Ingrid Aja - JPMorgan

Okay.

Michael Sutherlin

We don’t have any interest in being that minority shareholder of that company.

Ingrid Aja - JPMorgan

Okay. And then, if you could just talk about what your expectations are for LeTourneau's wheel loaders, I think that the operating profit that they report that you noted this quarter is lower than what historically it has been. So what kind of – do you think you can get back to those higher levels?

Michael Sutherlin

I’ll ask Mike to give you little more details, but this is a six week period after I protracted acquisition process I wouldn’t read a whole lot into the numbers we posted for LeTourneau here in this short period, but Mike can you give a little more granularity on that?

Ingrid Aja - JPMorgan

That would be great.

Michael Olsen

I think, Mike I think you hit right on the head on there. When you are looking at a six week period like that, you won’t have all of the cost that will in fact be associated with that period but at the same time, you’ll have sales that will fall either right inside or right outside at six week period.

So it’s extremely risky to take that six week period of results and try to extrapolated that to an extended period of time. The other issue that adds to the LeTourneau results for that six week period is the estimates that we are putting there for purchase accounting. Once again those are all cost that will be in based on a period of time that is expired or as revenue in fact will take place whenever products get shipped.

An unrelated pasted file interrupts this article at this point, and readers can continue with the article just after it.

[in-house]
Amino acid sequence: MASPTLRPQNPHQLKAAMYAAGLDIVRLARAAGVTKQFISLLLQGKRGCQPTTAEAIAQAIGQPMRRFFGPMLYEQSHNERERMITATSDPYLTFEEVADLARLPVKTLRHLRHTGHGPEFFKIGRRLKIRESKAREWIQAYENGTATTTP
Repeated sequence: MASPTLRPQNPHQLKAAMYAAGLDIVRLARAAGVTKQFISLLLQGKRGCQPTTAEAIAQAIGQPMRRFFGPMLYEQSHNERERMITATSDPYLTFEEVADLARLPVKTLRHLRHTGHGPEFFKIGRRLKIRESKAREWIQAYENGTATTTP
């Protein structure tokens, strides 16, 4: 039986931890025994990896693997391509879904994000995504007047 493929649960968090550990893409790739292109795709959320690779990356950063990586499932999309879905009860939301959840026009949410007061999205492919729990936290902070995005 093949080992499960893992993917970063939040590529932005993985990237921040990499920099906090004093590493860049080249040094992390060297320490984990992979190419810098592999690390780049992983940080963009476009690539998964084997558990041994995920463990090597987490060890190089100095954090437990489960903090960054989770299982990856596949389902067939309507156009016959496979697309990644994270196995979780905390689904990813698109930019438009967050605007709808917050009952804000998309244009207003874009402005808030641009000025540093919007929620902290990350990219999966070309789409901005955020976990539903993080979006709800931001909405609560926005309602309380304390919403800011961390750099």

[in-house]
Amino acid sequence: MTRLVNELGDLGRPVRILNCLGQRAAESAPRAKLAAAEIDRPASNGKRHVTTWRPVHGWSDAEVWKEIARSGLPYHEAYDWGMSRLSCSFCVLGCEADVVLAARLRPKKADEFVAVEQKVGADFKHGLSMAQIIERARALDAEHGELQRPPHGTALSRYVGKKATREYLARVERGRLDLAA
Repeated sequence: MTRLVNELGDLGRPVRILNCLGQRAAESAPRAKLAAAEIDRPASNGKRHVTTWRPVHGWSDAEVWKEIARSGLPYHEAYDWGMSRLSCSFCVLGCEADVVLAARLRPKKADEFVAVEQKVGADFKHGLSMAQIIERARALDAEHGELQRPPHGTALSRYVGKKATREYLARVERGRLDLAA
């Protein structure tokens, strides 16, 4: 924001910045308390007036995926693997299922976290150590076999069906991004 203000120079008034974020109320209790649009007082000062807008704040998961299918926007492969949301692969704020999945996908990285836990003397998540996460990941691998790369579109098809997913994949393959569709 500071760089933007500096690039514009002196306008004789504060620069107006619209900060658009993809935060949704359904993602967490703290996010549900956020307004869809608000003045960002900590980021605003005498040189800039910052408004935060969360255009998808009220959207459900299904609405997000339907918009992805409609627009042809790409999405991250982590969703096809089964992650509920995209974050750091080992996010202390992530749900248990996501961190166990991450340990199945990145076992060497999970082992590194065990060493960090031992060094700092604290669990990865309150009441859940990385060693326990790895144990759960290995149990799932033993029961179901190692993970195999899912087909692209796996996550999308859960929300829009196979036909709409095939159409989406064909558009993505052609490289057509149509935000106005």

So what I would suggest is that we wait and see the results at the end of the fourth quarter and then our forecast for next year to get a better view as to what our expectations are for the LeTourneau business, but our initial impressions of the LeTourneau business are very favorable and we think that it will in fact be a valuable contributor to our surface mining equipment business.

Ingrid Aja - JPMorgan

Okay, that's helpful. I mean, I know that in Q1 they actually reported lower margins because of some one-time issues. Have all of those been resolved?

Michael Olsen

Our sense is that they have in fact been resolved. We went through a significant due diligence process. We are still gaining a more comprehensive understanding of the business as our teams get involved in the operation. But we have not come up with any unexpected surprises up to this point.

Ingrid Aja - JPMorgan

Great. Thank you very much.

Operator

Our next question will come from Henry Kirn from UBS.

Henry Kirn – UBS

Hey, good morning guys.

Michael Sutherlin

How are you doing?

Henry Kirn – UBS

Good, nice quarter.

Michael Sutherlin

Thanks.

Michael Olsen

Thank you.

Henry Kirn – UBS

On the guidance, just a relatively wide range with only two months left in the year, could you talk about some of the considerations that would take you to the high end or the low end of the EPS range?

Michael Sutherlin